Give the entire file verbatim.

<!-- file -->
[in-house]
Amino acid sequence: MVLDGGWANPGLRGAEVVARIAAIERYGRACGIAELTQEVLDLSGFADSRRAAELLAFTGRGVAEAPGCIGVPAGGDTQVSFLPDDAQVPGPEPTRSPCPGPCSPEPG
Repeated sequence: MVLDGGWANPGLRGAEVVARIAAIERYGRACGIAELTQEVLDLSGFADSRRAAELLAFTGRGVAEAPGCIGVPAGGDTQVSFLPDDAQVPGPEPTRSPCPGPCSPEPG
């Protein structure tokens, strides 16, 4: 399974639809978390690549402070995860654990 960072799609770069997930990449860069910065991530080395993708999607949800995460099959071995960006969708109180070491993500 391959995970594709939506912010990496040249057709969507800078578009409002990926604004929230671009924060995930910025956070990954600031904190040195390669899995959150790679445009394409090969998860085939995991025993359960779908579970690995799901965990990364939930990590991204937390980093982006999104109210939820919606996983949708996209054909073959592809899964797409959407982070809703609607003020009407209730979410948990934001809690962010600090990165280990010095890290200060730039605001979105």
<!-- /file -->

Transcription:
[in-house]
Amino acid sequence: MVLDGGWANPGLRGAEVVARIAAIERYGRACGIAELTQEVLDLSGFADSRRAAELLAFTGRGVAEAPGCIGVPAGGDTQVSFLPDDAQVPGPEPTRSPCPGPCSPEPG
Repeated sequence: MVLDGGWANPGLRGAEVVARIAAIERYGRACGIAELTQEVLDLSGFADSRRAAELLAFTGRGVAEAPGCIGVPAGGDTQVSFLPDDAQVPGPEPTRSPCPGPCSPEPG
């Protein structure tokens, strides 16, 4: 399974639809978390690549402070995860654990 960072799609770069997930990449860069910065991530080395993708999607949800995460099959071995960006969708109180070491993500 391959995970594709939506912010990496040249057709969507800078578009409002990926604004929230671009924060995930910025956070990954600031904190040195390669899995959150790679445009394409090969998860085939995991025993359960779908579970690995799901965990990364939930990590991204937390980093982006999104109210939820919606996983949708996209054909073959592809899964797409959407982070809703609607003020009407209730979410948990934001809690962010600090990165280990010095890290200060730039605001979105």